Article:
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# Need help in simulation

#### engr_joni_ee

Hi, I am trying to run the simulation in LT Spice but I am not sure what is missing.
Can someone please have a look and suggest what can be done to run the simulation.

Post the sim project file.

Regards, Dana.

I just have tried to upload the *.asc file as a text file. I was not able to upload the *.asc file.

#### Attachments

• ABC.txt
1.7 KB · Views: 30

try this for using step directive

.op sets the operating point
you have not directed spice to do any analysis

suggest you use step 1000 1600 100
this should give 6 steps. while 1000 1600 10 should give 60 steps which means you'll just have a pretty repeating rainbow

this circuit is sufficiently straightforward that you can do it without the computer

I chose a 50 us transient test after re-drawing properly

Save .asc file, (rename version) then repeat but select it and send to "compressed file" to be attached here.

#### Attachments

• ABC_TS.zip
1.4 KB · Views: 35

Hi, I am trying to run the simulation in LT Spice but I am not sure what is missing.
You have a parameter PT but it's not referenced in the circuit. Review LTspice help to learn the required syntax for parametric circuits. The component name "PT" is no correct parameter reference. Resistor component designator need to start with R, e.g. Rpt. A parameter reference for component value has the form {PT}.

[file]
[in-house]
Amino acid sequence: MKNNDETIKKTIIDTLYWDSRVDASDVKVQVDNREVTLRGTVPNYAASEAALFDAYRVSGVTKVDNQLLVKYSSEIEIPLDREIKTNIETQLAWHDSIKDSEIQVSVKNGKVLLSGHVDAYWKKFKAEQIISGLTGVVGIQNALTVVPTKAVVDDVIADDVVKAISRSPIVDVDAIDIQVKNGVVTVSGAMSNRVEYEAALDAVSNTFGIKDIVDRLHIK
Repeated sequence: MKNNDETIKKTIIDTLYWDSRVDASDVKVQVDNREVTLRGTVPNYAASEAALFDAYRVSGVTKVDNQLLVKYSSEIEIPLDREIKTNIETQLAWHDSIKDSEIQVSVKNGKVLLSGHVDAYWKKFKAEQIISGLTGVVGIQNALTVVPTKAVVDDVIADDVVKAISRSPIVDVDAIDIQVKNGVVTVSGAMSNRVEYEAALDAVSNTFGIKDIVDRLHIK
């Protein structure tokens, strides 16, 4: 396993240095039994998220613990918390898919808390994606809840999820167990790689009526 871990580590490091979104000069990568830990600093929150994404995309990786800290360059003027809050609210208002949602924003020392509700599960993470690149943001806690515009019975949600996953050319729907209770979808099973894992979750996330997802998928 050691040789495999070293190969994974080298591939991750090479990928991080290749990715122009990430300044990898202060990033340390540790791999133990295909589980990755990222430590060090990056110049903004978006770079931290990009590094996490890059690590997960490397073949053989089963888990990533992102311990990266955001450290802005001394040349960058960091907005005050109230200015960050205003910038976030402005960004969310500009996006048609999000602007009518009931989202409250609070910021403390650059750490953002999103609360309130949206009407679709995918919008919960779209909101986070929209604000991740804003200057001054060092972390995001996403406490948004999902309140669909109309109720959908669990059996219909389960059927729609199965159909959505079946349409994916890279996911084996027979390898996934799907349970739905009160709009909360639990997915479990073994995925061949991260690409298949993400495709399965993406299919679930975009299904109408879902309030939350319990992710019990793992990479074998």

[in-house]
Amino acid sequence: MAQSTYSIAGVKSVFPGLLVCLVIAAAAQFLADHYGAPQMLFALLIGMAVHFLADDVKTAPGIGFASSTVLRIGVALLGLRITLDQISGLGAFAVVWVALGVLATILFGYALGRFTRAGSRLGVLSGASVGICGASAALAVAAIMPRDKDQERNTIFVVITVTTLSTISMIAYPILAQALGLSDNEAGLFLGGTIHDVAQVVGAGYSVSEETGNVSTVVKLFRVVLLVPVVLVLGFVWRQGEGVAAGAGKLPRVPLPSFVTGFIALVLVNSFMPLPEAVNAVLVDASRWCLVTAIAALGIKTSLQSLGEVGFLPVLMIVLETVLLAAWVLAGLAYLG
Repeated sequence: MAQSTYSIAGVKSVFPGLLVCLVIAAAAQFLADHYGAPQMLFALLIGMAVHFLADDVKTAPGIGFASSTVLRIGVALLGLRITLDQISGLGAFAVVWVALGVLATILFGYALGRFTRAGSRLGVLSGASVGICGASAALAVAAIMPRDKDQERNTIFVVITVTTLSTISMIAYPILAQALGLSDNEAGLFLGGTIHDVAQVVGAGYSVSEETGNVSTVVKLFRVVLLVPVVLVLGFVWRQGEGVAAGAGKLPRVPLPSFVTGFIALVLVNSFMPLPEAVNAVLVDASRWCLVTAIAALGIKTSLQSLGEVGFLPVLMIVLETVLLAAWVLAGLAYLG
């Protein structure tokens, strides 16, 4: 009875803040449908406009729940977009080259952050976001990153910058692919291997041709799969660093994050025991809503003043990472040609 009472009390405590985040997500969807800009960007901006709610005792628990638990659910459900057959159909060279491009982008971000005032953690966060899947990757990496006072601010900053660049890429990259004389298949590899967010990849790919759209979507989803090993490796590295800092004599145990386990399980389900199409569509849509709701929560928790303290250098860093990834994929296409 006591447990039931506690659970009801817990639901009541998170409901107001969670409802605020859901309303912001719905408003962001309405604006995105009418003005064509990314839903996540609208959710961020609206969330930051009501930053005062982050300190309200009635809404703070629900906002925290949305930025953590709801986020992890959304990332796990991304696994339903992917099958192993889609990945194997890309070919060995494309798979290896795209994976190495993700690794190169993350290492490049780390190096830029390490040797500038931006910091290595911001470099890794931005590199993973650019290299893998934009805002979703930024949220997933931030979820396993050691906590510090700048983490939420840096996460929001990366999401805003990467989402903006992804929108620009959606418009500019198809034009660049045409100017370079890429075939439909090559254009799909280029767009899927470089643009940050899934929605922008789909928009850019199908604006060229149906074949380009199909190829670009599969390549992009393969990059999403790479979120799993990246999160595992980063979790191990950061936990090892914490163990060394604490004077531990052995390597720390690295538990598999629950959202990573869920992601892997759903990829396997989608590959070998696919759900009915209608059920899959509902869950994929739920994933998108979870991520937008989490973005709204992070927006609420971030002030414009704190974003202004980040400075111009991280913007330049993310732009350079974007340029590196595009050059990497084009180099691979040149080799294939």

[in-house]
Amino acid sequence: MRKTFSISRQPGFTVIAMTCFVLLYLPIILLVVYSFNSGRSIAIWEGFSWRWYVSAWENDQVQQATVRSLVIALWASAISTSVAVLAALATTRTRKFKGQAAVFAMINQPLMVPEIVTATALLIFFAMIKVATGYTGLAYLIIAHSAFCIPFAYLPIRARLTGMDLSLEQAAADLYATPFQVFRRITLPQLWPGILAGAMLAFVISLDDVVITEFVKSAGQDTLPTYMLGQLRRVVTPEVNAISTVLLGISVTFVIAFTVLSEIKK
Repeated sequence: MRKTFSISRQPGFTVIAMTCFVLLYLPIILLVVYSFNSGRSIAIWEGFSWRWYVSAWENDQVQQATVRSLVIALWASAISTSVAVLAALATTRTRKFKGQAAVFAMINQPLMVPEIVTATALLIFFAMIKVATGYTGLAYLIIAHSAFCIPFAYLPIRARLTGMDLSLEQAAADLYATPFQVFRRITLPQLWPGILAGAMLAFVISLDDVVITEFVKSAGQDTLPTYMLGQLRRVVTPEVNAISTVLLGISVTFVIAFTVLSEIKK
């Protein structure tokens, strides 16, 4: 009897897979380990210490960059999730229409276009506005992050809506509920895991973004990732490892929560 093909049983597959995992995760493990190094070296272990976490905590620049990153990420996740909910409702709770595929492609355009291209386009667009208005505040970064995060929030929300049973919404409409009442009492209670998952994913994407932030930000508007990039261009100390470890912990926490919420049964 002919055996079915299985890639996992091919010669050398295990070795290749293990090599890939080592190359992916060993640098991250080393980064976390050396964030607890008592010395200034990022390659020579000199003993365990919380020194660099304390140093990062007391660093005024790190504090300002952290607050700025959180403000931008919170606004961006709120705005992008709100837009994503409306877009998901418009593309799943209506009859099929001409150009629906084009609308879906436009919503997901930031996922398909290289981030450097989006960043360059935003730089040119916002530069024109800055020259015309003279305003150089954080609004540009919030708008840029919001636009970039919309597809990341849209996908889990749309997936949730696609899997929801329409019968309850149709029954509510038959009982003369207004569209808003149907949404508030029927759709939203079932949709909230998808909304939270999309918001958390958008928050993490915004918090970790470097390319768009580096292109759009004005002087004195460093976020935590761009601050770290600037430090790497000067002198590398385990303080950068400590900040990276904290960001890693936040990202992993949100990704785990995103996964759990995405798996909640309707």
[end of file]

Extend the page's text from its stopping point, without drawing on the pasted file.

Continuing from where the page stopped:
Changing Reference Designation (REFDES) from PT to Rpt or even Rt1, made no different to the lack of step functions, but still functioned as a fixed resistor.

I define the variable resistor as a parameter {X}. The out put voltage is constant. It should not be like that.

The voltage across R_PT at 1000 Ohm and at 1600 Ohm is given below.

At R_PT = 1000 Ohm
Vmin = (1000/(1000 + 3900))*5 = 1.02 V

At R_PT = 1600 Ohm
Vmax = (1600/(1600 + 3900))*5 = 1.45 V

When these two voltages are subtracted by the REF = +1.02 V and amplified by the Gain 7.5. This gives the following results.

Vout_min = ( Vmin - 1.02 ) x 7.5 = 0 V
Vout_max = ( Vmax - 1.02 ) x 7.5 = 3.25 V

But in simulation, the output of the OpAmp is a constant voltage. I understand that this is a very simple circuit. But I am trying to simulate such circuit in LT Spice.

#### Attachments

• Untitled 650.png
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Hi,

I´m happy to you see you did some math on your own.

Before you go for "variable" values I recommend to verify your math with FIXED values in the simulation.
Then you find out that something is not like expected.
Use the simulation, disconnect wires, meausre the voltages of the nodes, see how the voltages change when you connect new parts of the schematic, measure currents.